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On 16/01/20 13:30, Stefan wrote:
Am 16.01.2020 um 13:03 schrieb Andre Leiradella:

That was my use case. In my implementation, I didn't allocate new memory when the block was shrinking, in this case I just updated the block header with the new size.

I've also added dlmalloc [1] on top of the linear allocator, dlmalloc would request new memory blocks from the linear allocator whenever it couldn't satisfy an allocation request. You still have a hard limit on the maximum memory for each state, but with 64-bit OSes you can in theory have 4 billion+ 4 GiB linear allocators which should be enough for everyone (TM). Both the Lua and the dlmalloc states were reset with memcpy at the end of script execution, so it wasn't necessary to event close the state to free up memory.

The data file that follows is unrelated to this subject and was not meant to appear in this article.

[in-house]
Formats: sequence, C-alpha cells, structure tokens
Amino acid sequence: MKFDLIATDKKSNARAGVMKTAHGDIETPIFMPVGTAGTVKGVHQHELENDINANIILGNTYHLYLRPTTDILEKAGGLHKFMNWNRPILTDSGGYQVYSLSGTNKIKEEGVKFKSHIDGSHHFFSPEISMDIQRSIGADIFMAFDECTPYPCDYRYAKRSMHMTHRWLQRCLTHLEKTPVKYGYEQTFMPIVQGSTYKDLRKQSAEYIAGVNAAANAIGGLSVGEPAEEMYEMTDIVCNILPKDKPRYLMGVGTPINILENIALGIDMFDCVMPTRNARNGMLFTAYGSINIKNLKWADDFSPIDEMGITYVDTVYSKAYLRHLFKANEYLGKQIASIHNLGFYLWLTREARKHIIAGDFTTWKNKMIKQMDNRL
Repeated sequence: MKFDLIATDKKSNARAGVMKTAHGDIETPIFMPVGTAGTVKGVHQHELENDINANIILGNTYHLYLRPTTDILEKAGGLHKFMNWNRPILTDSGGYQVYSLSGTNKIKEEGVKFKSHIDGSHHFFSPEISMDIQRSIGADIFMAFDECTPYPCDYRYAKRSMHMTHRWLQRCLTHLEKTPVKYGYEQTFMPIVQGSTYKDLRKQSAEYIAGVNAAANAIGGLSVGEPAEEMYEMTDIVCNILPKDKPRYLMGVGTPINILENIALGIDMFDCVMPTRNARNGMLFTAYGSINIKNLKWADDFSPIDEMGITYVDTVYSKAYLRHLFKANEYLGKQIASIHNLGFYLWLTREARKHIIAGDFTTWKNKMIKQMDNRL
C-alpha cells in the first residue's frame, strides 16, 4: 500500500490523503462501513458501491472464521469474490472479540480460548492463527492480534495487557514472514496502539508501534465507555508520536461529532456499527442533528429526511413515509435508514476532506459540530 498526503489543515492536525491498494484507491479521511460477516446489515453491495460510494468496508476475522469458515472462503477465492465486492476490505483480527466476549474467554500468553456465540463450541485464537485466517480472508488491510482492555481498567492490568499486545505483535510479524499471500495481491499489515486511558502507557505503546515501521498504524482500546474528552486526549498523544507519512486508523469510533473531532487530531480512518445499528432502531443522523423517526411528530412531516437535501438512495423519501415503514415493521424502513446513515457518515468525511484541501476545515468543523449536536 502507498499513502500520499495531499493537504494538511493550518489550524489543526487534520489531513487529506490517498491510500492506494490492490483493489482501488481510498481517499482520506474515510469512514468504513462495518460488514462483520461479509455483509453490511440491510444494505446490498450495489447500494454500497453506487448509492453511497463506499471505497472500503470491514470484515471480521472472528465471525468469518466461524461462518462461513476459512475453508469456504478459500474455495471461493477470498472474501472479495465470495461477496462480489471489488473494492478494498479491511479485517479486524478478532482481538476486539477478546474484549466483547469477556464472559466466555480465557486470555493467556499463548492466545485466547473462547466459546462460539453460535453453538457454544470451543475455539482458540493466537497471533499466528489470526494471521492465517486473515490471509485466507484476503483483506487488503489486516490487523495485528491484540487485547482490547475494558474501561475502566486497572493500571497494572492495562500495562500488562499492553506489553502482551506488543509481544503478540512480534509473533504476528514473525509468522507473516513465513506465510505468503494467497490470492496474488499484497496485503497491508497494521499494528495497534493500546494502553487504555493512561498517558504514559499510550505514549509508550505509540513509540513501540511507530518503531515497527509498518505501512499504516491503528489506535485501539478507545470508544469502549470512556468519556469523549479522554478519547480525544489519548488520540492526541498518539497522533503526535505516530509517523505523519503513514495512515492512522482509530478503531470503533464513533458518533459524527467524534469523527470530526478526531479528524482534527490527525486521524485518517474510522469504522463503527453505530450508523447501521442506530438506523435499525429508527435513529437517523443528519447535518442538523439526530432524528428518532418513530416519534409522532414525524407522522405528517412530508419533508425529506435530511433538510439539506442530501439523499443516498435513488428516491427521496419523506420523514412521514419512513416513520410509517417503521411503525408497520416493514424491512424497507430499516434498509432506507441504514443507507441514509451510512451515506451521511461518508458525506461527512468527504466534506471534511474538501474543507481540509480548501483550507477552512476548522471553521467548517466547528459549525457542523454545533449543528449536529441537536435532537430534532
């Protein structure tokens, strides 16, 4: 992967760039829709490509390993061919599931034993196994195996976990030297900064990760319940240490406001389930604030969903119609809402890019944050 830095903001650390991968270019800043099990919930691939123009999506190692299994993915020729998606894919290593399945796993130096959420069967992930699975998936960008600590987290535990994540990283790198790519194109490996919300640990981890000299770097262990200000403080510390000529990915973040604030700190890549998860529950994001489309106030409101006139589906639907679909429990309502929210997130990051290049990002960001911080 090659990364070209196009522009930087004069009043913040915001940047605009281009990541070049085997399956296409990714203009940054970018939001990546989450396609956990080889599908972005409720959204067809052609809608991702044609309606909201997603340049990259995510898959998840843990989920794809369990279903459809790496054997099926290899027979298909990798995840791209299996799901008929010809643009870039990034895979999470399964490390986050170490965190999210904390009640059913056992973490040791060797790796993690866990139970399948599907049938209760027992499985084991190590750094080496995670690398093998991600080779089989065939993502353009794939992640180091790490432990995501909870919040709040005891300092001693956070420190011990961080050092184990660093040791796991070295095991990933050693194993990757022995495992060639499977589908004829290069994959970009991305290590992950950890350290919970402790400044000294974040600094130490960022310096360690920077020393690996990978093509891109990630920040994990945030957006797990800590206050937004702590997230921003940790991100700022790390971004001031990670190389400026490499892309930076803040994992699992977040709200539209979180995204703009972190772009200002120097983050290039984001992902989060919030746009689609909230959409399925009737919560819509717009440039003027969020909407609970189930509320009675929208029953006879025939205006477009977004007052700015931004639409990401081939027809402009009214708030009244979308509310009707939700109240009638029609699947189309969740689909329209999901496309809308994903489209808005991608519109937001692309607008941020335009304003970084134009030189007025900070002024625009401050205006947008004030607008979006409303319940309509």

That sounds interesting! Do you want to share the sources?
Unfortunately I lost the source code during a PC migration. It wasn't particularly difficult to implement, but I remember having to tweak dlmalloc a bit to make it request more memory from its backing linear allocator instead of using sbrk or mmap.

Btw. the 4 billion allocators won't work in practice. The paging
hardware of current processors seems to only support 48 bits
instead of the full 64 bit, so in fact you are limited to
2 ^ 48 / ( 4 * 1024 ^ 3 ) = 65536 states with 4GiB each.
Although this is still a lot, it can be exhausted.

Aren't those 48 bits the upper bits of the virtual address, allowing 2^48 pages of 64 KiB each? I think that's the case with AArch64.